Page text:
Welcome to Pathways!
|Our goal is to
serve as a resource for you as you navigate the pathway through school and,
ultimately, to a health career. Each month, you'll receive career and
college planning tips, advice and resources to help you make your
health career dreams a reality.
News from NC-HCAP...
NC-HCAP now has a home on Facebook
. Stay connected to NC-HCAP and all the resources and activities we offer to help you make your health career dreams a reality.
The North Carolina Health Careers Access Program
(NC-HCAP) is located at
UNC-Chapel Hill. Additional campus-based centers are located at Elizabeth City State University, North Carolina Central University, and the University of North Carolina at Pembroke.
Established in 1971 by Dr. Cecil G. Sheps, we work to increase the number of underrepresented minorities or
economically and/or educationally disadvantaged students who are
educated, trained and employed in the health professions.
more than 35 years, we have provided thousands of students with a
variety of programs and activities to raise their awareness of
opportunities available within the health professions and to increase
their competitiveness as health professional school applicants.
We're always here to assist you. Simply contact us at:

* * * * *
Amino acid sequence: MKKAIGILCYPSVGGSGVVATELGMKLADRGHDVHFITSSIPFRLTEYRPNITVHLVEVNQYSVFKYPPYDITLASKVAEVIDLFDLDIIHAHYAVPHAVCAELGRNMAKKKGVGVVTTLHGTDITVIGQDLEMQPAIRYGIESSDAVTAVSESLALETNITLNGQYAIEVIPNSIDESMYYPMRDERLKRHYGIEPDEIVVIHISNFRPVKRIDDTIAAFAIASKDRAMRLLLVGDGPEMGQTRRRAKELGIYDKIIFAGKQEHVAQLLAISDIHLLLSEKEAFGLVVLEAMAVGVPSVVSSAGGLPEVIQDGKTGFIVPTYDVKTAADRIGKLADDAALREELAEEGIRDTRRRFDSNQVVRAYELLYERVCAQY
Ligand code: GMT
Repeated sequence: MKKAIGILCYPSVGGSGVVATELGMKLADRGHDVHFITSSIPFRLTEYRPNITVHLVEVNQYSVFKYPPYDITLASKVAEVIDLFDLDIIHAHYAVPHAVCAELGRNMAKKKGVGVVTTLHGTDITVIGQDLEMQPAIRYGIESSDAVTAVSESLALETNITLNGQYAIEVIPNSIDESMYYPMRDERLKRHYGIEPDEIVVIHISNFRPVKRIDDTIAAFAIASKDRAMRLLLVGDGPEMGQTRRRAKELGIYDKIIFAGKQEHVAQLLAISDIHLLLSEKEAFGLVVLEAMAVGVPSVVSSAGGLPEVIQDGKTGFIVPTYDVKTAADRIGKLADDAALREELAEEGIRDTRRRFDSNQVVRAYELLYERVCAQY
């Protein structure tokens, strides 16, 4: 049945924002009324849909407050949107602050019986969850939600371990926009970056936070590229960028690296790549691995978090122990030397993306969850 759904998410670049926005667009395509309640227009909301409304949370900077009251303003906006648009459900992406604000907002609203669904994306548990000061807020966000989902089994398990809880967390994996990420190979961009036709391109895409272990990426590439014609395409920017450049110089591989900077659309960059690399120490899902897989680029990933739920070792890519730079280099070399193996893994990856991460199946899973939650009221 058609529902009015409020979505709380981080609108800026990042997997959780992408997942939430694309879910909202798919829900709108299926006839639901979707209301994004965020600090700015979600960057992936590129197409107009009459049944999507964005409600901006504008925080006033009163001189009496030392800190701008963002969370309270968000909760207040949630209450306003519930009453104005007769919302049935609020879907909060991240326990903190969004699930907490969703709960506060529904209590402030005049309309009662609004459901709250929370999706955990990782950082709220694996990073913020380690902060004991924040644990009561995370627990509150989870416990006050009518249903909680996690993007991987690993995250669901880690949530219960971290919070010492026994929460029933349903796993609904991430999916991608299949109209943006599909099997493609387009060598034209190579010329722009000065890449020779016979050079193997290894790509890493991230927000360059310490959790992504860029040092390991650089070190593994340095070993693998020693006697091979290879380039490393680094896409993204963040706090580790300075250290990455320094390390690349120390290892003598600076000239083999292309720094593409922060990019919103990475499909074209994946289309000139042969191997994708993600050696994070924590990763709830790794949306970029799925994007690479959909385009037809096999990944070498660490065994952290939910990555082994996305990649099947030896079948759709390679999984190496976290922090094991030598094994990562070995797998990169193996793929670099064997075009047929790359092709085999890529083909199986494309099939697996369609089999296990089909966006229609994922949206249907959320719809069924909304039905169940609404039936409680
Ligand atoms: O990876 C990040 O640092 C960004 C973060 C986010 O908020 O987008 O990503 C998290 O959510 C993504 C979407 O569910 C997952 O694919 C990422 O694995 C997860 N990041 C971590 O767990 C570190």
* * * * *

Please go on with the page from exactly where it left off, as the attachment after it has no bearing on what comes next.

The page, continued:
|"Time is free, but it's priceless. You can't own it, but you can use it. You can't keep it, but you can send it. Once you've lost it, you can never get it back."
Ever felt there aren't enough hours in the day to do all you have to do? Well, here's a question for you: How are you using your time? The word of the month is MAXIMIZE! Use your time wisely to plan and execute! Procrastination is the enemy. Don't put off the things that can be done today to move you forward for tomorrow. Let this quote by Harvey Mackay guide you to effective time management practices in your life--at school and beyond.
|Health Careers 101 |
said math and medicine don't mix? For BIOSTATISTICIANS, a dose of
medical data and an ounce of statistics create a wonderful career choice for
those who want to help solve health problems!|
Biostatisticians analyze data from clinical trials and help investigators design health studies. They hold academic positions in schools of public health, medicine and statistics; work in the pharmaceutical and medical devices industries; and work in health agencies at the local, state and national levels.
Salary: $65,000 or higher, depending on your degree